Helen Thomas Biography, Life, Interesting Facts
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Helen Amelia Thomas was an American reporter and author. Born on August 4, 1920, she worked for the United Press and the later United Press International for 57 years. She was a long-time member of the White House press corps and covered ten US presidents. Thomas served as a White House reporter from the administration of President John F. Kennedy to the second year of President Barrack Obama.
She started her almost seven-decade journalism career with Washington Daily News as a copygirl before joining the United Press, which later became the United Press International (UPI) in 1943 as a correspondent. In 1960, she became the White House bureau manager. After leaving the UPI, she worked as a columnist for Hearst from 2000 to 2010.
Thomas became the first female officer of the National Press Club and the first female member and later president of the White House Correspondents’ Association. She is the author of six books including Listen Up, Mr. President: Everything You Always Wanted Your President to Know and Do (2009) with co-author Craig Crawford.
Early Life and Education
Helen Amelia Thomas was born on August 4, 1920, in Winchester, Kentucky to Mary and George Thomas. She was the seventh of ninth children by her parents. Her parents were Lebanese migrants from Tripoli. Upon entering the United States, her father’s surname "Antonious", was anglicised to Thomas. Her parents moved to Detroit, Michigan, when she was four years.
She received education from Detroit Public Schools and later at the Eastern High School, during which she decided to become a journalist. After graduating, she enrolled at Wayne University in Detroit, where she worked with the campus newspaper. In 1942, she graduated with a bachelor’s degree in English.
After graduating from the university, Helen Thomas moved to Washington, D.C. where the Washington Daily News hired her as a copy girl. She was fired eight months later for joining her colleagues in a strike action. In 1943, she joined United Press as a reporter for its radio wire service. Thomas was assigned to the United States Department of Justice in 1955, and later to agencies like the Capitol Hill and the United States Department of Health. From 1959 to 1960, she was the president of the Women’s National Press Club. United Press became United Press International in 1958.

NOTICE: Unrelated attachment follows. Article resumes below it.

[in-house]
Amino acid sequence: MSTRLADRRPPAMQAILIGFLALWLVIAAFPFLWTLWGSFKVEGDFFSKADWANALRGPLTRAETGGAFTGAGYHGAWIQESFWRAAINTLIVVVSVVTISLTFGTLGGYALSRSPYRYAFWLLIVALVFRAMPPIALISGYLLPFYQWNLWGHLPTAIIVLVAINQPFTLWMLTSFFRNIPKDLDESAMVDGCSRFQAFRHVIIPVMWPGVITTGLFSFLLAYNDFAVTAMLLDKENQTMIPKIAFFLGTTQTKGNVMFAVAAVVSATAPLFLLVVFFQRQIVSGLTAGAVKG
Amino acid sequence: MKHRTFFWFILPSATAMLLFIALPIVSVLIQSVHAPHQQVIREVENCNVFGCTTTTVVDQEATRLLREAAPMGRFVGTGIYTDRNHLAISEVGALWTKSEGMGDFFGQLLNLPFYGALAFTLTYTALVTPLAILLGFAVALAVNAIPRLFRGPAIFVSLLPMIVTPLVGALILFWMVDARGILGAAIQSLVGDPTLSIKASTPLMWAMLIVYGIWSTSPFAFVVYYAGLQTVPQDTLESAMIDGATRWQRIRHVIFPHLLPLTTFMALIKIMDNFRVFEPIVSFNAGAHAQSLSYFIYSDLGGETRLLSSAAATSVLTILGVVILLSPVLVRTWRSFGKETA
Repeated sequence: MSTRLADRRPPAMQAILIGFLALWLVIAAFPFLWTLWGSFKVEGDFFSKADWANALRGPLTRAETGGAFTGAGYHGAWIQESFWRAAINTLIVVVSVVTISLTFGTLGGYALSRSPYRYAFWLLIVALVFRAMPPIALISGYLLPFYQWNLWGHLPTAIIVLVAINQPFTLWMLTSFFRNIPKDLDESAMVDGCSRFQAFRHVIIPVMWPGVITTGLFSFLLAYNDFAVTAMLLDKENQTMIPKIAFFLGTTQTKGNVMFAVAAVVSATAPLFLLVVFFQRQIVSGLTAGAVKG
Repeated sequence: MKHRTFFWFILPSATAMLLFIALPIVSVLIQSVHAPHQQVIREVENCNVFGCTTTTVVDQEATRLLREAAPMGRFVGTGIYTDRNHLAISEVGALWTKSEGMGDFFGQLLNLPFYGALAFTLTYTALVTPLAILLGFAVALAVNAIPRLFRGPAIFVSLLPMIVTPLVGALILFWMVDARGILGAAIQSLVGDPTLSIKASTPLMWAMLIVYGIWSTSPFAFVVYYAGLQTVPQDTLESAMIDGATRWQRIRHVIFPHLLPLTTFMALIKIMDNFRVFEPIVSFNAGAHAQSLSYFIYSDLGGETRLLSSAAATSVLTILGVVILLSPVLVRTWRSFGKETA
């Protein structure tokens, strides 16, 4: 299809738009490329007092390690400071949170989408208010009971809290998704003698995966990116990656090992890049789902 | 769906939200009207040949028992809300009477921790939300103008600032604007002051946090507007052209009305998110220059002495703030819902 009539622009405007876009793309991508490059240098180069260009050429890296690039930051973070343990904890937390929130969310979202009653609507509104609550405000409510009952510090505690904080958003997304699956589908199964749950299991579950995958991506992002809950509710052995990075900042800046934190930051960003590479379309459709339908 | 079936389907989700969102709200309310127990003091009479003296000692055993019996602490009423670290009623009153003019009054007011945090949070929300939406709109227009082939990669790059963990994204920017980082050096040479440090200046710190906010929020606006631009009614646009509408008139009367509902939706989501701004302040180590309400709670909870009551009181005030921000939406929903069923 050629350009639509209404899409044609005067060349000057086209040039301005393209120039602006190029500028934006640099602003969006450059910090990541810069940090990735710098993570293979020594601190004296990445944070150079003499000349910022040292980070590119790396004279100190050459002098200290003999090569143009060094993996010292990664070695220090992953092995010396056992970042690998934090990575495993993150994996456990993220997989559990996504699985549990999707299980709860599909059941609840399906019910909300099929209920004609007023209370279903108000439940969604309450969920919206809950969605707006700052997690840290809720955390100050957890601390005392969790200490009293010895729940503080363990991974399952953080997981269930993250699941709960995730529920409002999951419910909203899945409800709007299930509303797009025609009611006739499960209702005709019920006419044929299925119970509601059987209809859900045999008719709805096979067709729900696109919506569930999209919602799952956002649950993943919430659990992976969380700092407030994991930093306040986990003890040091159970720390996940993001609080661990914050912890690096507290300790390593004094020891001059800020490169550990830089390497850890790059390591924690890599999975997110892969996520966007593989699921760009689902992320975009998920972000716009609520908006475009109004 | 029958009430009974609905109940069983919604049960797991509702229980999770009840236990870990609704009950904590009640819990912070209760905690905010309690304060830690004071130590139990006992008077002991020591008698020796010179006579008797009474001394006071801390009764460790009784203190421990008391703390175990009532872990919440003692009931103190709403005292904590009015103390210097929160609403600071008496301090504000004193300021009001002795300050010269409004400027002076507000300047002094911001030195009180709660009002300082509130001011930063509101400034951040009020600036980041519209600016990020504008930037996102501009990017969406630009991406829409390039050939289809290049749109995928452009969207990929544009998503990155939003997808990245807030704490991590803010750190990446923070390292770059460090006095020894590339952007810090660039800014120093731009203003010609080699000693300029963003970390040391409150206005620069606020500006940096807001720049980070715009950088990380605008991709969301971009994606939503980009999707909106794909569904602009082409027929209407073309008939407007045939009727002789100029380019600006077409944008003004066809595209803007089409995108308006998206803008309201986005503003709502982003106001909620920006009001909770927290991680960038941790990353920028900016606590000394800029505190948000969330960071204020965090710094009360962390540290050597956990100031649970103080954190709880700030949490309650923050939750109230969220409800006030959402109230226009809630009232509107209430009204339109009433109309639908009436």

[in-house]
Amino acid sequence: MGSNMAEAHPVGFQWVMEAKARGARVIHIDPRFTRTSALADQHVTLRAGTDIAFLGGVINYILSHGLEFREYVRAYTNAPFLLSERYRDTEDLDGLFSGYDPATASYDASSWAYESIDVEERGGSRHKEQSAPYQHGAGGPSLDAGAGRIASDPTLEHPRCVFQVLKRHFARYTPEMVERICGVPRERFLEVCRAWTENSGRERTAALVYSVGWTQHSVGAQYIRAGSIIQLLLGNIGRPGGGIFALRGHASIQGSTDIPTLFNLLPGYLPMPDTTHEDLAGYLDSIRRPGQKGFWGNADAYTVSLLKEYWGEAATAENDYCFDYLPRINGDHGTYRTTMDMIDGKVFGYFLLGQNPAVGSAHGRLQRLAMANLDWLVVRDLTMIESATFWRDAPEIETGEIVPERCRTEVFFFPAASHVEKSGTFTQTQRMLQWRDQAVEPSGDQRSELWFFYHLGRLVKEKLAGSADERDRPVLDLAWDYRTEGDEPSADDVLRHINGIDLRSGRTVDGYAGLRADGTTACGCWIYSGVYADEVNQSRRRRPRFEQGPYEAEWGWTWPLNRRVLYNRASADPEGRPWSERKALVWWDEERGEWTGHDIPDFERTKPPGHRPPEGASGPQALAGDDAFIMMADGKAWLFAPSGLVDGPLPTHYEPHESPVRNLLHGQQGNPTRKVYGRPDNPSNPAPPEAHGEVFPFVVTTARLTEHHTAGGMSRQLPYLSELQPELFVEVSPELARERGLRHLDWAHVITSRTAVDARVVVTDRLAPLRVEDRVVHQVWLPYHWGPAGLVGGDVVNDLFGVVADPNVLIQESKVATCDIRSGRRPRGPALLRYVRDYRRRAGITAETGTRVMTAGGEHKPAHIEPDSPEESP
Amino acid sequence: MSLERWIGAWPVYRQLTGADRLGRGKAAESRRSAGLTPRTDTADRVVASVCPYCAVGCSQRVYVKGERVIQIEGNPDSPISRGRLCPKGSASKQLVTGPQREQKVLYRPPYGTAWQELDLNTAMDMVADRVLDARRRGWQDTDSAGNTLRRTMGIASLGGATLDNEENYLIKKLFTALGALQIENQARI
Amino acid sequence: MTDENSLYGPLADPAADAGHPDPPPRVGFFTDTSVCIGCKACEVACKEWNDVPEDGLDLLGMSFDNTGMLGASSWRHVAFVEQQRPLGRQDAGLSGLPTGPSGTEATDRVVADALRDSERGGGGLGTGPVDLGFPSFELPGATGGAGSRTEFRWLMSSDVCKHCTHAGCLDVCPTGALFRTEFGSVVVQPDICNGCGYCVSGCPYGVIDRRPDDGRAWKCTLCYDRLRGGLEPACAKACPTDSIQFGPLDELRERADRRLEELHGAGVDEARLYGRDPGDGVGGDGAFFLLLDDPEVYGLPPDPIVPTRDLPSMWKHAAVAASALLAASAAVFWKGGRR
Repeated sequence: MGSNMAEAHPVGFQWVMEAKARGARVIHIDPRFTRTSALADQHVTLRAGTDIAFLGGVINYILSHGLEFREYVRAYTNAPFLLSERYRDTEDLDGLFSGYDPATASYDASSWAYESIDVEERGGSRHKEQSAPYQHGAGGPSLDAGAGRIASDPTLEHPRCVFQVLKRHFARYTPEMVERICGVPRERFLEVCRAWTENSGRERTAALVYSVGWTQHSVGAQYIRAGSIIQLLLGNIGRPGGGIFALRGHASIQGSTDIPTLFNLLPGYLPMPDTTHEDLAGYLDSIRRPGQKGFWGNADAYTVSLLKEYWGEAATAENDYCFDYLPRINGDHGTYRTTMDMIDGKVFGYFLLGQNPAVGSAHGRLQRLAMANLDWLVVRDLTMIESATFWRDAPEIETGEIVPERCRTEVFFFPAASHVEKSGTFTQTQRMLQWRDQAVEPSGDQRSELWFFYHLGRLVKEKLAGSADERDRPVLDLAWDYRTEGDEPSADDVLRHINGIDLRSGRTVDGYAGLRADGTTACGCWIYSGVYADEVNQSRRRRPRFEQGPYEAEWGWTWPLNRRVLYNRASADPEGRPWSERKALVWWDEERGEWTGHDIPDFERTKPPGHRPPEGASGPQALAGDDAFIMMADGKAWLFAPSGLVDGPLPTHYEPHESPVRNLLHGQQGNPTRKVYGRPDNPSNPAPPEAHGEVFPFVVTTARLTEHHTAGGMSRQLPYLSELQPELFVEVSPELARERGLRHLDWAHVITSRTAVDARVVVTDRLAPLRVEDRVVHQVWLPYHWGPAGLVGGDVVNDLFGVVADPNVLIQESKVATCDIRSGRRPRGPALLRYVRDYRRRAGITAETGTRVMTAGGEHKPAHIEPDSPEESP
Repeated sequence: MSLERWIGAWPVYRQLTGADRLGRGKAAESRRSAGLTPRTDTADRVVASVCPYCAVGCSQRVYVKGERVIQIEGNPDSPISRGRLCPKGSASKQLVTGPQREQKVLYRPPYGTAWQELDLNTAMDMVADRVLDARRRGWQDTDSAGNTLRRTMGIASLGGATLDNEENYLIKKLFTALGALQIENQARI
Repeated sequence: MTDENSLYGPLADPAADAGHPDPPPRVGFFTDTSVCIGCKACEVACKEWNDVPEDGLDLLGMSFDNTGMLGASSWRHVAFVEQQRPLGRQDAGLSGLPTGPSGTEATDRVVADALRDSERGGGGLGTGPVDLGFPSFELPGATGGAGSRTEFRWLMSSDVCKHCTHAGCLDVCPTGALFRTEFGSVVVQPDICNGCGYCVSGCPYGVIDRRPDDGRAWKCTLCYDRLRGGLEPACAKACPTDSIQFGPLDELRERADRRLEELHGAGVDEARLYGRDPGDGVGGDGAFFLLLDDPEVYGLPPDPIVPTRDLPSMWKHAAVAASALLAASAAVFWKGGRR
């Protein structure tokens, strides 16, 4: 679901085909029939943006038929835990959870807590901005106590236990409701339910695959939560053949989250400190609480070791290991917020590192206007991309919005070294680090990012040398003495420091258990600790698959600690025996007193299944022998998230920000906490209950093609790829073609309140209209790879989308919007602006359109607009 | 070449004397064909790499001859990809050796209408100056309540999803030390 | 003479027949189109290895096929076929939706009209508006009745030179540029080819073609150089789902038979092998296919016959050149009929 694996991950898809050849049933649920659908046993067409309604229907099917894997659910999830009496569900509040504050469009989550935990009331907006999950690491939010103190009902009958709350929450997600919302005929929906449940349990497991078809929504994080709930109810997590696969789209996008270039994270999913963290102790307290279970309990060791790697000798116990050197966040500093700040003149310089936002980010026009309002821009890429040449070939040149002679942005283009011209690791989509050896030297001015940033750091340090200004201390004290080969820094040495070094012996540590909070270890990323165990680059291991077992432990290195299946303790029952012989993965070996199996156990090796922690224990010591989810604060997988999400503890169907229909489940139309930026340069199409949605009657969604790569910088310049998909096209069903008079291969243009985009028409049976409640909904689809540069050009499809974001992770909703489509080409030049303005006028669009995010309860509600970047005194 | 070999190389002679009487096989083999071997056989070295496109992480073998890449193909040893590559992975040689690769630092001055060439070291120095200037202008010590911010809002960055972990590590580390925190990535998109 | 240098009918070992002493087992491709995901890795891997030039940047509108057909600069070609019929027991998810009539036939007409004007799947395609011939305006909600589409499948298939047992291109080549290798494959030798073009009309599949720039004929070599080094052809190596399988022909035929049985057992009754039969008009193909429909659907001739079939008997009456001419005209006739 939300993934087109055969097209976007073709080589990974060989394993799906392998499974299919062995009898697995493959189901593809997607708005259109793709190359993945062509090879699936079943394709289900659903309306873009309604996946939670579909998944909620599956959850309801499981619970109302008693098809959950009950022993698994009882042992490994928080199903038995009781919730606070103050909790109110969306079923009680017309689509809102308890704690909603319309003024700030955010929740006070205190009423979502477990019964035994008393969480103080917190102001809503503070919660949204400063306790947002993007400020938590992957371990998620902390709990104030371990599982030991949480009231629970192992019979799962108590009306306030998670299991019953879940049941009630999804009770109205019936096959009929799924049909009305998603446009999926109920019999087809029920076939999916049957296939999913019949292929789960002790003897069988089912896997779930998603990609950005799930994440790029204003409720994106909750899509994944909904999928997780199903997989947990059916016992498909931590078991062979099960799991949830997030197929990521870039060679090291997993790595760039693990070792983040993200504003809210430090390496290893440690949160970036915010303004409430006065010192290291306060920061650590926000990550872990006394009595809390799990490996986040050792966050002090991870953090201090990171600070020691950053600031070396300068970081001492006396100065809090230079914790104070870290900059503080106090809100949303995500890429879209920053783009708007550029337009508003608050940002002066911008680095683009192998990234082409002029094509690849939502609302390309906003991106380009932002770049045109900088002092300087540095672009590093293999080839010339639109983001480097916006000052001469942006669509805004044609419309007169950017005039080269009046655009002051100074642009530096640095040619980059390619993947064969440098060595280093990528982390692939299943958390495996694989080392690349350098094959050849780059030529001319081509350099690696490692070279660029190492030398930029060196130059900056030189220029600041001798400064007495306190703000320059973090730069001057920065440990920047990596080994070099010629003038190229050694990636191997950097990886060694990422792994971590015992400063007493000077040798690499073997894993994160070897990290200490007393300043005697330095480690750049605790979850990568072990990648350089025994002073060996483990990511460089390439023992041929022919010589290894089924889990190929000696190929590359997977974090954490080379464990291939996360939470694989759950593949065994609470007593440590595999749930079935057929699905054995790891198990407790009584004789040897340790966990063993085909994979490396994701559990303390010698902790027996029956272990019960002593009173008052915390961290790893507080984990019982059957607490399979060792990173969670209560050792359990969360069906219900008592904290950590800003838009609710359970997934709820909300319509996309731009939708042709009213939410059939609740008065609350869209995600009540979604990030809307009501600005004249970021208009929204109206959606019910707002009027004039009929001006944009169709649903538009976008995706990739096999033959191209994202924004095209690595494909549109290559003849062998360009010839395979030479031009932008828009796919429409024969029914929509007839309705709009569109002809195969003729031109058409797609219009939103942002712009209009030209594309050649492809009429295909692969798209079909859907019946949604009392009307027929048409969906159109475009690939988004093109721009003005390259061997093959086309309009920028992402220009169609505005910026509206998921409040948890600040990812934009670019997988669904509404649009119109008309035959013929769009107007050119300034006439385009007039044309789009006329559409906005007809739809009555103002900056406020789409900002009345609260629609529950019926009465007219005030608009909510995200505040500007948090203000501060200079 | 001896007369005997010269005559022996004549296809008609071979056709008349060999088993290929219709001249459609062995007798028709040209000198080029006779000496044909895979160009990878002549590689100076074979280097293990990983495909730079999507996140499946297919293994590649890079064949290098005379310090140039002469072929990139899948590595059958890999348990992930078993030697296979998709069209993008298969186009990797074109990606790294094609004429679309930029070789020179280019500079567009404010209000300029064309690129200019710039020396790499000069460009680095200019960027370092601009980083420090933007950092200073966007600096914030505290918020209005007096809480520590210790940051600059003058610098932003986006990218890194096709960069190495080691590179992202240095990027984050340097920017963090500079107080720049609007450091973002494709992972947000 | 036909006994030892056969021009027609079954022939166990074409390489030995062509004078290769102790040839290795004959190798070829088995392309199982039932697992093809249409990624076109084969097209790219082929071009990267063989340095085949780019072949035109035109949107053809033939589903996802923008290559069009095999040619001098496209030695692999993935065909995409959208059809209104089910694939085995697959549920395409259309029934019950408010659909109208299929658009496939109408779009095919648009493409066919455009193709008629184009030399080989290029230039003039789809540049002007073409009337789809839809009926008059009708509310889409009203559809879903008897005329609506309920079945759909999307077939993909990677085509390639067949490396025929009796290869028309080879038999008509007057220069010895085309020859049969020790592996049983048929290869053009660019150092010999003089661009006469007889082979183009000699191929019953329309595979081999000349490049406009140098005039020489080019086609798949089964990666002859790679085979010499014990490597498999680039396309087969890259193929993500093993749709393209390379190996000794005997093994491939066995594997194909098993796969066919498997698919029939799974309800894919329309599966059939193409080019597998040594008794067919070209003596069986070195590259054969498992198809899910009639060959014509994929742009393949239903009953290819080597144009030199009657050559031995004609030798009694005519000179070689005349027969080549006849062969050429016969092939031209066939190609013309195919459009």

Helen Thomas began covering President John F. Kennedy from November 1960. In January 1970, she was made a White House correspondent. As a correspondent, she became known as the "Sitting Buddha," and the "First Lady of the Press” for asking blunt questions. Thomas was the only print journalist to join President Richard Nixon on his trip to China.
In 1974, she became UPI’s White House bureau chief, a position she held for 25 years. A year later, she became the first female member of the Gridiron Club. News World Communications, Inc., founded by the Rev. Sun Myung Moon acquired UPI in May 2000 and Thomas left the company on May 17, 2000, after 57 years of service.
After leaving UPI, Helen Thomas joined Hearst News Service as a columnist in 2000. She worked in that capacity until 2010 when she resigned after her comment on the Israeli-Palestine conflict was termed as anti-Semitic. Thomas in her comment on the conflict said, "Tell them to get the hell out of Palestine." and "Remember, these people are occupied and it's their land. It's not German, it's not Poland...”. In 2011, she started writing a writing a column for the Falls Church News-Press.
Helen Thomas married Douglas Cornell at the age of 51. Cornell died in 1982, after being diagnosed of Alzheimer’s disease just four years into their marriage. Thomas died on July 20, 2013, at her home in Washington, D.C. at the age of 92. She was cremated with the ashes buried in Detroit.
Awards and Honours
Helen Thomas received several awards and honours including over 30 honorary degrees. The University of Kansas awarded her the Willian Allen White House Foundation Award for Journalistic Merit in 1986 and the Al Neuharth Award for Excellence in the Media from the Freedom Forum in 1991. She won the Walter Cronkite Award for Excellence in Journalism, in 1993 among several awards.
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